Is it expensive to fix up my home so I can live in it as I get older? Text

It doesn’t have too cost much to make a few simple changes to your home that could allow you to live there longer. Here’s a list of low-cost ways to make your home, or your parents’ home, more comfortable and accessible.

For starters, you’ll want to focus on the two areas that can become the biggest barriers as you get a little older: doorways and the bathroom. It's wise to get rid of the steps approaching at least one of the home's entrances.
You could replace the steps with a small, natural ramp with some grading and landscaping. A tip: Your ramp should be one foot in Rosie on the House lighting and taped stairslength for every one inch of rise to your threshold. Otherwise, the slope will be too high and someone approaching in a wheelchair will stall halfway up.

For stairs where a ramp isn’t feasible add additional lighting to reduce the risk of falls. 

Widen the front doorway to the home so it’s at least 36 inches, the width that a wheelchair or walker needs to fit through without scraping the sides. 

Same goes for interior doors to bedrooms and bathrooms, which are typically only 30 inches wide. Can’t afford construction? Fit your door with a swing-out hinge that will add two to three inches to the width. Find the hinges at hardware stores or online.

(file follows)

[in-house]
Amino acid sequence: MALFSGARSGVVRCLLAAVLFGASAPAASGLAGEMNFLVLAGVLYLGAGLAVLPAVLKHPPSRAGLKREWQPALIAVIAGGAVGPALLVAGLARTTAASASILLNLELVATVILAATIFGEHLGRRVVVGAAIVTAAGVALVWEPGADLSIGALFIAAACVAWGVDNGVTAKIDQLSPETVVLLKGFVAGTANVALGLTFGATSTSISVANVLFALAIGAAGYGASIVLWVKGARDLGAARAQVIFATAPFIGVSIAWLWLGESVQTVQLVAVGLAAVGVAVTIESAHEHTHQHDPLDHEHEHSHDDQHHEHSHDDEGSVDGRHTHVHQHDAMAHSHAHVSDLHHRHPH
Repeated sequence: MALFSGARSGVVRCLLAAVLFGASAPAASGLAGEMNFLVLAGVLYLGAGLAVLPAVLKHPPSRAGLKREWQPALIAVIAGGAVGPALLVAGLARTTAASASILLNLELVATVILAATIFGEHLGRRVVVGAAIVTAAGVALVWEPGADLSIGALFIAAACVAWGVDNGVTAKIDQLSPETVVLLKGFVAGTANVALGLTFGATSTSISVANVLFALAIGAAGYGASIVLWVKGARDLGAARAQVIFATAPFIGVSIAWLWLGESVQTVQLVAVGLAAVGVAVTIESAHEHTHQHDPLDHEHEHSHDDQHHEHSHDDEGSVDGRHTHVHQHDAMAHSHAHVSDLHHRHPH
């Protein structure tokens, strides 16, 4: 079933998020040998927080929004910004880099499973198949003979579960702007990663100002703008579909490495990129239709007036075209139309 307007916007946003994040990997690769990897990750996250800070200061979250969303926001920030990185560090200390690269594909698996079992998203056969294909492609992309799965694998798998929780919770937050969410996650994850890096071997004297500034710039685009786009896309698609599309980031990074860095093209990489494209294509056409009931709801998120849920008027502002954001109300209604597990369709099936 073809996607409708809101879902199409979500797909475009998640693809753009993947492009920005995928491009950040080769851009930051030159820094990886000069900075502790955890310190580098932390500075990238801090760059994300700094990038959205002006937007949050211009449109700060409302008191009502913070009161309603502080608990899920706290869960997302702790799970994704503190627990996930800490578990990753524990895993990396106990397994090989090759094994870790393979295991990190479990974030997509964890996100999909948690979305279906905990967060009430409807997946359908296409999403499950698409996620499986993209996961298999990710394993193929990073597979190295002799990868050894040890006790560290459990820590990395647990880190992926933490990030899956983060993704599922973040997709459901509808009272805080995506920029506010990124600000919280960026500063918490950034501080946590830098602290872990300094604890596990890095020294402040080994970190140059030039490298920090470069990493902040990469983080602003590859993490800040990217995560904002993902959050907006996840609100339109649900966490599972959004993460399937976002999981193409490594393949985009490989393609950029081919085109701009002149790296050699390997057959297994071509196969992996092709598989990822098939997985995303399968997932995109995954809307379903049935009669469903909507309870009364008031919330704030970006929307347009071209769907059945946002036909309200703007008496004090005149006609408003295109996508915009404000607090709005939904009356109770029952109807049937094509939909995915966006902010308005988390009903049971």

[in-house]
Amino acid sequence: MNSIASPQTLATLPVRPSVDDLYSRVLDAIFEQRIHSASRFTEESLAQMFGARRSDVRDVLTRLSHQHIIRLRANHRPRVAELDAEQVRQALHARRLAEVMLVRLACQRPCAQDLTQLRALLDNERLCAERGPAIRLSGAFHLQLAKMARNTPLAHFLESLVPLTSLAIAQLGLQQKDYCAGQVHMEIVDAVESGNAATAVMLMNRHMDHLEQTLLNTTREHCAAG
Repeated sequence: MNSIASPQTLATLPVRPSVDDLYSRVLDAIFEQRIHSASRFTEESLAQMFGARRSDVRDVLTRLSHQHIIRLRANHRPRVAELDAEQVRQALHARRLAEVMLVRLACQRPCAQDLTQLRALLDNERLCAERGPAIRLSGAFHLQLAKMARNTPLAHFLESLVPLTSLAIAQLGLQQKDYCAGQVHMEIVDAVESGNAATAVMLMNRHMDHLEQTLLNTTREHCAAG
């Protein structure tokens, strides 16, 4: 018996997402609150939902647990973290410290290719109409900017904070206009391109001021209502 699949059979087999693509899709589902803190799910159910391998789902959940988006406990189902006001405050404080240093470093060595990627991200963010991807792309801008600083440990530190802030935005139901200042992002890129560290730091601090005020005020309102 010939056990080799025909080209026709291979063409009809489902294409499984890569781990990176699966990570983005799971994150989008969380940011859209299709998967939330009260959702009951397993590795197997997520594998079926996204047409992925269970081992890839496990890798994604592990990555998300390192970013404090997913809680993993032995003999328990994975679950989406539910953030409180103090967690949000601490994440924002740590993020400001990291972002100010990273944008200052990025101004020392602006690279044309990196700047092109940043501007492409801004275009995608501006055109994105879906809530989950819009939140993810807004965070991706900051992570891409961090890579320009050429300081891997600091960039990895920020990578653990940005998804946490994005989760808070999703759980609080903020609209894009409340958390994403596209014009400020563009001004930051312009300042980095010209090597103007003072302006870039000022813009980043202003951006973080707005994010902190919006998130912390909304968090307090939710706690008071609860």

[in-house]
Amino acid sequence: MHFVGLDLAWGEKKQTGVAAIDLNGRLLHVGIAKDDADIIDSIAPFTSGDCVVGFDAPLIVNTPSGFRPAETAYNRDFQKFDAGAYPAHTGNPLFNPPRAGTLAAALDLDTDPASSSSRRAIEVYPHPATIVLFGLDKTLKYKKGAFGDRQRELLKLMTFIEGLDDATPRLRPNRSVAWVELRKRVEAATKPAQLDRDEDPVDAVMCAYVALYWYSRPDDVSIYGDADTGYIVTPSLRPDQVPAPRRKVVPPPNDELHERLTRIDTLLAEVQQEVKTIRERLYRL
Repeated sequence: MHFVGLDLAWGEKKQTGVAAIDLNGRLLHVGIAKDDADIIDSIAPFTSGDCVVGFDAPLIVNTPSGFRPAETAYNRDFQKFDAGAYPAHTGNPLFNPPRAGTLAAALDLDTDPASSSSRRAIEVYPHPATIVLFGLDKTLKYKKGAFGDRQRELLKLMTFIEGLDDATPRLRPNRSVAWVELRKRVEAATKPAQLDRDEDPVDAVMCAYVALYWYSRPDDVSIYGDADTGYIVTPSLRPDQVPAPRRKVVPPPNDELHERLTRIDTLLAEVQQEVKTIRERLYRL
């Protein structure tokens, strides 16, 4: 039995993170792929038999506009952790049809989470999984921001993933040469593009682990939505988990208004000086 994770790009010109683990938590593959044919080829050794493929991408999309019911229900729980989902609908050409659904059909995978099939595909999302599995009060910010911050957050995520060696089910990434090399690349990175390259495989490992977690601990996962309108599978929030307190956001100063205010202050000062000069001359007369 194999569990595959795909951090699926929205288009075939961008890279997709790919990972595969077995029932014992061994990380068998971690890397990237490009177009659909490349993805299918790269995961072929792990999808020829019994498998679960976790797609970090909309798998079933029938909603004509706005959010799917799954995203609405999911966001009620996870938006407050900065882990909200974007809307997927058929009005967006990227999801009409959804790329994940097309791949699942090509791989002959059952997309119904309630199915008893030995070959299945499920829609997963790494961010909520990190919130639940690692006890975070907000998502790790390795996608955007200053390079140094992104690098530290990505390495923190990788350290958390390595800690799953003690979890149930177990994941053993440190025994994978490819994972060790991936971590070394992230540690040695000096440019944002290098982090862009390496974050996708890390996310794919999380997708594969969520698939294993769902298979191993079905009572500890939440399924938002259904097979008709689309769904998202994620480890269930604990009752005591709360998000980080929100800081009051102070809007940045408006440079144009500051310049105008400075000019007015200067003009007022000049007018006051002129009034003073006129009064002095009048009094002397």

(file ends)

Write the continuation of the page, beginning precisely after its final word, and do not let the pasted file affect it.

Next, make your bathroom more comfortable to use now and in the future. If you’re having trouble getting up and down when you use the toilet, add a steel toilet safety frame with arms to help you lift and lower yourself. You can find them at stores that sell medical aids for less than $50.

Don’t like the look? Install a grab bar on the wall next to the toilet. You can find grab bars in all kinds of stylish finishes and designer colors, so get one that matches your bathroom’s décor.
A higher-end solution: Swap your old 14-inch-tall toilet for a new “comfort-height” model with a seat that’s 17 to 19 inches from the ground, more like the height of a chair.
It’s true that grab bars in the bathroom were once associated with disabilities, but so many people of all ages are buying them that the stigma is on its way out. Besides the one next to your toilet, place one or two on the shower walls. They’ll help you hang on if you slip, and your visitors will use them for the same reason.
A tip: You need to anchor the grab bar to a wall stud or with a toggle bolt that has a guaranteed weight rating. Otherwise, it could pull right out from the wall, and send you flying, if you lean or pull on it.
Most people use their showers far more often than their bathtubs, so consider replacing your tub with a curbless shower. Have a bench and a hand-held spray installed at the same time, so you can sit while you shower. If you’re still stepping over a curb to get into the shower, you could trip. And if you find in the future that rolling into the shower in a wheelchair is easier than walking into it, you’ll be glad if you have a curbless shower floor. 
Most people want to live independently no matter what their age. Making a few future-minded improvements to your home now can help keep you comfortable and safe at home for years to come.


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